IMF Executive Board Approves US$113.2 Million Stand-By Arrangement and US$75.4 Million Stand-By Credit Facility for Honduras
Press Release No. 14/545
The Executive Board’s decision makes available a total of SDR 38.85 million (about US$56.6 million) and the remainder in six varying tranches upon completion of semi-annual program reviews. The Honduran authorities plan to treat the arrangements as precautionary.
Following the Executive Board’s discussion on Honduras, Mr. Min Zhu, Deputy Managing Director and Acting Chair, made the following statement:
“The Honduran authorities’ program, which is supported by an SBA/SCF arrangement with the Fund, aims at preserving macroeconomic stability—by further strengthening fiscal and external positions—and improving the conditions for sustainable and inclusive growth.
“Sustained fiscal consolidation will be necessary to reduce the country’s large fiscal deficit and contain public debt. The authorities began moving in this direction with the implementation of tax policy measures earlier this year, followed by expenditure reductions and steps to improve the financial position of the state electricity company. Looking forward, efforts should focus on further reducing current expenditure, improving tax administration, and strengthening the electricity company’s finances. The authorities’ program also seeks to protect social spending and public investment, mainly by shifting the composition of public expenditure away from inefficient current outlays.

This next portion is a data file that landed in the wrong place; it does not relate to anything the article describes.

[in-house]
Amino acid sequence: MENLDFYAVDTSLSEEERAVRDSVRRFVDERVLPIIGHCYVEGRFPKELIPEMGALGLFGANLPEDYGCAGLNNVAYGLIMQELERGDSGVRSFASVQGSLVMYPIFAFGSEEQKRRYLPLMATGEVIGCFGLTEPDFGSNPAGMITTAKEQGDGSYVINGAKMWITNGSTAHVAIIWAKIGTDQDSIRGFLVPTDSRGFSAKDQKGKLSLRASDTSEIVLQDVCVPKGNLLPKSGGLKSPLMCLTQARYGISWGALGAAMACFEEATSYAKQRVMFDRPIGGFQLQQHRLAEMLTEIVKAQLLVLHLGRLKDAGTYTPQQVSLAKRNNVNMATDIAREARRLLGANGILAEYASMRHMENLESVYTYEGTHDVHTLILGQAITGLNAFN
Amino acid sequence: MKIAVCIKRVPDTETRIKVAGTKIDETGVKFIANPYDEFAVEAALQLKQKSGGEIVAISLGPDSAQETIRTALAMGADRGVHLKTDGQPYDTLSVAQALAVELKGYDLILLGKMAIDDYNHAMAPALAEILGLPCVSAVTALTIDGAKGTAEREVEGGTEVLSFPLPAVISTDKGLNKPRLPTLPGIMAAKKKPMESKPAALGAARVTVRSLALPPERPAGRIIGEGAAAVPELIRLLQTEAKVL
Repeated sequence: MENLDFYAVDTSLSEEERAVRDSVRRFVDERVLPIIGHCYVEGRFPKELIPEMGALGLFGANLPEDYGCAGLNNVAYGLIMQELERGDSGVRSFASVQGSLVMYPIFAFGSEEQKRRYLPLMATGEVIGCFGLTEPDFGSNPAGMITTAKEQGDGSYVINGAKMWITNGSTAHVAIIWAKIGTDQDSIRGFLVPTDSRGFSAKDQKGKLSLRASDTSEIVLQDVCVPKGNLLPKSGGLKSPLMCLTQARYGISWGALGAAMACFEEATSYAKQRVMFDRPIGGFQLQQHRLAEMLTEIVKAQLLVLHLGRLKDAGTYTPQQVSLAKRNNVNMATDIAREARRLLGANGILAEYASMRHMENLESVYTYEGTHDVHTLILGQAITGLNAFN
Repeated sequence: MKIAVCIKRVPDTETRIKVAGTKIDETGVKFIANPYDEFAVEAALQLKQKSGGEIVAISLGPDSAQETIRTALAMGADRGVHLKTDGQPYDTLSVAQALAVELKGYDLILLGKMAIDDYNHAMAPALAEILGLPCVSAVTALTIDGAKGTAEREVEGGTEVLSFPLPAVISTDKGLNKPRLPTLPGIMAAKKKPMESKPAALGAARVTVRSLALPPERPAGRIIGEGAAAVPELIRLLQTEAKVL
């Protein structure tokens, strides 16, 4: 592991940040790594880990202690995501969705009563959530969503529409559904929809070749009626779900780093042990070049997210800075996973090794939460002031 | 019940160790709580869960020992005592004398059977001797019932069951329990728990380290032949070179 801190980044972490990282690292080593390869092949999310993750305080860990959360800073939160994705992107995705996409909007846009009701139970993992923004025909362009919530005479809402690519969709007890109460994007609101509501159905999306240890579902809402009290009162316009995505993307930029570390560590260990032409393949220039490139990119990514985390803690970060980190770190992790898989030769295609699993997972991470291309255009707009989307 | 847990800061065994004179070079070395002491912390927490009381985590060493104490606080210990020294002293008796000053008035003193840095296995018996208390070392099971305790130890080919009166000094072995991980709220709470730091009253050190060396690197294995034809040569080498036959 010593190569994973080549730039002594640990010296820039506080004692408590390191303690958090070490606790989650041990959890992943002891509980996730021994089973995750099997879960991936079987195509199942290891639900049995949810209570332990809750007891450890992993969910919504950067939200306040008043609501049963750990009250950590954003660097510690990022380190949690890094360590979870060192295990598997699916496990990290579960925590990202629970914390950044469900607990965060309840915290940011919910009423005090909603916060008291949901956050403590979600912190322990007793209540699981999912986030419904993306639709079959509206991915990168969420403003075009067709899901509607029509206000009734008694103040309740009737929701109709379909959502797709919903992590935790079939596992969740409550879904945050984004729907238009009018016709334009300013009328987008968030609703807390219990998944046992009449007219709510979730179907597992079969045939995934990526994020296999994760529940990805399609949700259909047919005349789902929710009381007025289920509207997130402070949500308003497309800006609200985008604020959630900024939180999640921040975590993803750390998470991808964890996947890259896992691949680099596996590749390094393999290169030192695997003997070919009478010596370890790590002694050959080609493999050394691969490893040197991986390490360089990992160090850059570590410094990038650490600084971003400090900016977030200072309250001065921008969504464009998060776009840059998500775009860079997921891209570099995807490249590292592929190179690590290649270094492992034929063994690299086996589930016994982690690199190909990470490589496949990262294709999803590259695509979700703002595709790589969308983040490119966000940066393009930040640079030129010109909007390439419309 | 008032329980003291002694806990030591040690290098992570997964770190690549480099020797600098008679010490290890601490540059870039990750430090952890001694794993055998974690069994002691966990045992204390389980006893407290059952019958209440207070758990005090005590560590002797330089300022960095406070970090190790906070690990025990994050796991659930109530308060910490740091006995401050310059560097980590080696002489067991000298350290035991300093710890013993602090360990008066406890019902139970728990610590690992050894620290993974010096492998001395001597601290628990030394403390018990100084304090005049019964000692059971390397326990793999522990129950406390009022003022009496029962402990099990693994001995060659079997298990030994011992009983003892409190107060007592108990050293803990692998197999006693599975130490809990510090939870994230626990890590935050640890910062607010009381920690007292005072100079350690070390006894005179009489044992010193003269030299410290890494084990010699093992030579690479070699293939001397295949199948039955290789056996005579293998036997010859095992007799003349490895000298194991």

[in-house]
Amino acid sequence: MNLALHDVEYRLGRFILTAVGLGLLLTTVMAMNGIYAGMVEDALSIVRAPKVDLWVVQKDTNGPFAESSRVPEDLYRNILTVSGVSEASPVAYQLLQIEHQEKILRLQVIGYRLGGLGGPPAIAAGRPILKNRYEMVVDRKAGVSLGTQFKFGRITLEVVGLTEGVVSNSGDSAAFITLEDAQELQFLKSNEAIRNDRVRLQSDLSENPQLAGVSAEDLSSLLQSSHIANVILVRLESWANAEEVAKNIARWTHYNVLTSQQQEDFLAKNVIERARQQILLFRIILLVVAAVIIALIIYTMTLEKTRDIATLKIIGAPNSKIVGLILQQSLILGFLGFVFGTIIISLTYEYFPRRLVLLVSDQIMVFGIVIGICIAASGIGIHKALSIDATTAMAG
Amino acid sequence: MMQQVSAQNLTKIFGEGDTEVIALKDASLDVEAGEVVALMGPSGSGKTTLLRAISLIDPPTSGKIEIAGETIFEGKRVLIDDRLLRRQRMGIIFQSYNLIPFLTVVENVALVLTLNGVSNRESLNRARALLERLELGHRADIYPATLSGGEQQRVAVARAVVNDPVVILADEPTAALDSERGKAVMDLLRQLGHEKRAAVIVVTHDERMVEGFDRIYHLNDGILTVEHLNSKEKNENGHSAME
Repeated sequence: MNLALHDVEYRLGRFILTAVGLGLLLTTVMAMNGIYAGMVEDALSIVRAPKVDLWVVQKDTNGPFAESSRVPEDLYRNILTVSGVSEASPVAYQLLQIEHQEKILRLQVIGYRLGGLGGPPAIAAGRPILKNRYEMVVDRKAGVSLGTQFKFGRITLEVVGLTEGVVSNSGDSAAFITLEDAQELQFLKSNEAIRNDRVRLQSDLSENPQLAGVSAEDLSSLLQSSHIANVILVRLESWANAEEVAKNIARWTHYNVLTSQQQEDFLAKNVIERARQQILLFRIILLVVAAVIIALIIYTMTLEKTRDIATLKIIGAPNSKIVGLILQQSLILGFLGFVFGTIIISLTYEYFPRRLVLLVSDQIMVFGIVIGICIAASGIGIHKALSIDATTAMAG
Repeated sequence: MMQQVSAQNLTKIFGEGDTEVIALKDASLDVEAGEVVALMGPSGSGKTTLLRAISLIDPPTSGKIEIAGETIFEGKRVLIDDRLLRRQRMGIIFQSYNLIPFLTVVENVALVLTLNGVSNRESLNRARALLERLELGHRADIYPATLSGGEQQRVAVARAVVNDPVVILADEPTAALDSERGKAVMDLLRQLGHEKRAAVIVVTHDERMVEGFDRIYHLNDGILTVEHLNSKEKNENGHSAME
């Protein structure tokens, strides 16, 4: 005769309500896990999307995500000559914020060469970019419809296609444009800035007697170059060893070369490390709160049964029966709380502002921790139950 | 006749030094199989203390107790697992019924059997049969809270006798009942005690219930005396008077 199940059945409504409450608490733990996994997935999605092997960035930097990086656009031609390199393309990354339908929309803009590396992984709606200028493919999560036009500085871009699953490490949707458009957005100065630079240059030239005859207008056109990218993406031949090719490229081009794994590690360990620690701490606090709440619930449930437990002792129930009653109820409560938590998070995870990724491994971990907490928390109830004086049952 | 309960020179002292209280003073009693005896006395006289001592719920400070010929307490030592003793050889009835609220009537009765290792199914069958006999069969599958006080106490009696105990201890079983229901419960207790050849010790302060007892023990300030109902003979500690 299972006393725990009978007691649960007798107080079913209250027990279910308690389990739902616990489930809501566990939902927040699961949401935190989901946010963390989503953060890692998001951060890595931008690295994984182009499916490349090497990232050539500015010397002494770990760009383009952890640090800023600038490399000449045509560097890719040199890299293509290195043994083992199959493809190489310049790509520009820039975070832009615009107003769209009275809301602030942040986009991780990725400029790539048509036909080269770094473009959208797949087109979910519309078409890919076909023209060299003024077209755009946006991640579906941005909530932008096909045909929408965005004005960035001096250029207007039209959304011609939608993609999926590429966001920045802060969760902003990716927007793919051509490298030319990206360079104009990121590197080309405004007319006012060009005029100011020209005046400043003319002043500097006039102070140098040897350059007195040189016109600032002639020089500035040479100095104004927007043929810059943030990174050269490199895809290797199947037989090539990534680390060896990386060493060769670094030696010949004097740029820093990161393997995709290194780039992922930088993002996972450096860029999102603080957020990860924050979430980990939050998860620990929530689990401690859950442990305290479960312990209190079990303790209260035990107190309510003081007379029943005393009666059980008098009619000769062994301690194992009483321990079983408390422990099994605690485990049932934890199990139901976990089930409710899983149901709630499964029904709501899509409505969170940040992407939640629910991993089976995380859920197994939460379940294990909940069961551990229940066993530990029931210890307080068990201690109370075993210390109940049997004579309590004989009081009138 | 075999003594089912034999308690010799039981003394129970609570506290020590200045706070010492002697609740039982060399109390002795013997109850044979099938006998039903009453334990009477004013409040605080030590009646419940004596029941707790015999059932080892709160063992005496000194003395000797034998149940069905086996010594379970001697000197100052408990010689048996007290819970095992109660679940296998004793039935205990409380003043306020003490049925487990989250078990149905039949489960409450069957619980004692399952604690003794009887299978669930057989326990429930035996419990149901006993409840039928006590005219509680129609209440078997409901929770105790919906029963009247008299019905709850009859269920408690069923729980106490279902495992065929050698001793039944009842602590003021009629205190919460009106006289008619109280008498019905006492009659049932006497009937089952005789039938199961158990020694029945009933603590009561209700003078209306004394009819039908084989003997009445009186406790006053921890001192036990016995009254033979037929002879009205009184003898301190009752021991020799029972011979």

“Sound monetary policy and exchange rate flexibility will help keep inflation in check and protect international reserves. Exchange rate flexibility would also protect competitiveness and ease the cost of fiscal adjustment. The presence of currency mismatches by borrowers calls for more stringent macroprudential measures to reduce risks in the banking sector.
“Structural reforms are an essential component of the authorities’ program. Key reforms are being implemented in the electricity sector, pensions, and the framework for public-private sector partnerships. The authorities are also expanding the social safety net, which would support efforts to reduce poverty.”
Recent economic developments
The government that took office in January 2014 has vowed to reduce macroeconomic imbalances, promote inclusive economic growth, and improve domestic security.
Macroeconomic conditions have been improving in 2014. Real economic activity rose by 2.6 percent from January–August (compared with 2.1 percent in the same period last year). The effects of ongoing fiscal consolidation on economic growth have been offset by more favorable external conditions and increased private investment related to the dissipation of political uncertainty (from last year’s elections) and improved confidence. The fiscal position has also strengthened. The combined public sector deficit declined to 1 percent of GDP in January–August, from 3.3 percent of GDP in the same period last year. Driven by the December 2013 fiscal measures and weather-related factors, inflation increased to about 6.3 percent in October (4.6 percent in the previous year). The balance of payments has shown signs of improvement, with an improving trade balance, solid growth of remittances, and higher international reserves.